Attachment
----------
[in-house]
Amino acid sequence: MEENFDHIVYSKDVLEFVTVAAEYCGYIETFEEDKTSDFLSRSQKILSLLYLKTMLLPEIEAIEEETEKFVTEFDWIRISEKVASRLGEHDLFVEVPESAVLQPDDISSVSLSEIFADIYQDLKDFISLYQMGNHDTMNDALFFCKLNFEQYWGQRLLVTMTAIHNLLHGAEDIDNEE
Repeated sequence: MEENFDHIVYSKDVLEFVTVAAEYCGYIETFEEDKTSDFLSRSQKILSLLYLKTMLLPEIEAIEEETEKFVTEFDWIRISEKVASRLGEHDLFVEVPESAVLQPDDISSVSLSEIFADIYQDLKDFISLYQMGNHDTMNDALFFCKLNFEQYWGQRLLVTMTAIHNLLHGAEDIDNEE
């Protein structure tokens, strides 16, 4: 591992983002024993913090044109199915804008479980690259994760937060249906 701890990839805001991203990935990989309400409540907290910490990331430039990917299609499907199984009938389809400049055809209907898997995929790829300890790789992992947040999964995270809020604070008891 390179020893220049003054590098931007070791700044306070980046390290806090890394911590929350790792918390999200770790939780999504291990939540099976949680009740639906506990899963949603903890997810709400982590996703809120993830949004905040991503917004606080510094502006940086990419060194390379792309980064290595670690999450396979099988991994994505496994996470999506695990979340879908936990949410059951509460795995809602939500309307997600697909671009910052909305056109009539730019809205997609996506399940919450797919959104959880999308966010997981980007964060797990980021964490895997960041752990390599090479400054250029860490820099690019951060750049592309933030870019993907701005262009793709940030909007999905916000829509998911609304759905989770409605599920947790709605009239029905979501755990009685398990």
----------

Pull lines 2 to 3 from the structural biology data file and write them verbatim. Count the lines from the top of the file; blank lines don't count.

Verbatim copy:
Amino acid sequence: MEENFDHIVYSKDVLEFVTVAAEYCGYIETFEEDKTSDFLSRSQKILSLLYLKTMLLPEIEAIEEETEKFVTEFDWIRISEKVASRLGEHDLFVEVPESAVLQPDDISSVSLSEIFADIYQDLKDFISLYQMGNHDTMNDALFFCKLNFEQYWGQRLLVTMTAIHNLLHGAEDIDNEE
Repeated sequence: MEENFDHIVYSKDVLEFVTVAAEYCGYIETFEEDKTSDFLSRSQKILSLLYLKTMLLPEIEAIEEETEKFVTEFDWIRISEKVASRLGEHDLFVEVPESAVLQPDDISSVSLSEIFADIYQDLKDFISLYQMGNHDTMNDALFFCKLNFEQYWGQRLLVTMTAIHNLLHGAEDIDNEE